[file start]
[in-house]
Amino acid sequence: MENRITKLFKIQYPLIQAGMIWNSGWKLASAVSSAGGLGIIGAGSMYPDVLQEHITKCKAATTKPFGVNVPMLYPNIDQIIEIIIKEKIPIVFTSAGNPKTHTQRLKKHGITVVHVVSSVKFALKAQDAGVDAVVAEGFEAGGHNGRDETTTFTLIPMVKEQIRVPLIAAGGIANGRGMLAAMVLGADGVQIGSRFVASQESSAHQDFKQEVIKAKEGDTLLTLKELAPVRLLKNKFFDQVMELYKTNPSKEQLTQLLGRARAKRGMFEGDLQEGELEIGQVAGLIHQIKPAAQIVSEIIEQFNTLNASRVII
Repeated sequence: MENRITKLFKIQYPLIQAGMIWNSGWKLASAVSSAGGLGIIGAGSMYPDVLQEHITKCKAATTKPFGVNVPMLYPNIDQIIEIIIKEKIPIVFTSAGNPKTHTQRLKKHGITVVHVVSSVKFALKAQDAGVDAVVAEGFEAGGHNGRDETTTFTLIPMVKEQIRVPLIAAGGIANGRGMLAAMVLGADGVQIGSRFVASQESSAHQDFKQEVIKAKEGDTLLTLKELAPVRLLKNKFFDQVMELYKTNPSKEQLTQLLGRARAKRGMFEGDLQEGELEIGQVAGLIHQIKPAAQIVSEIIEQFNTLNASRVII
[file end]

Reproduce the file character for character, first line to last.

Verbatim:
[in-house]
Amino acid sequence: MENRITKLFKIQYPLIQAGMIWNSGWKLASAVSSAGGLGIIGAGSMYPDVLQEHITKCKAATTKPFGVNVPMLYPNIDQIIEIIIKEKIPIVFTSAGNPKTHTQRLKKHGITVVHVVSSVKFALKAQDAGVDAVVAEGFEAGGHNGRDETTTFTLIPMVKEQIRVPLIAAGGIANGRGMLAAMVLGADGVQIGSRFVASQESSAHQDFKQEVIKAKEGDTLLTLKELAPVRLLKNKFFDQVMELYKTNPSKEQLTQLLGRARAKRGMFEGDLQEGELEIGQVAGLIHQIKPAAQIVSEIIEQFNTLNASRVII
Repeated sequence: MENRITKLFKIQYPLIQAGMIWNSGWKLASAVSSAGGLGIIGAGSMYPDVLQEHITKCKAATTKPFGVNVPMLYPNIDQIIEIIIKEKIPIVFTSAGNPKTHTQRLKKHGITVVHVVSSVKFALKAQDAGVDAVVAEGFEAGGHNGRDETTTFTLIPMVKEQIRVPLIAAGGIANGRGMLAAMVLGADGVQIGSRFVASQESSAHQDFKQEVIKAKEGDTLLTLKELAPVRLLKNKFFDQVMELYKTNPSKEQLTQLLGRARAKRGMFEGDLQEGELEIGQVAGLIHQIKPAAQIVSEIIEQFNTLNASRVII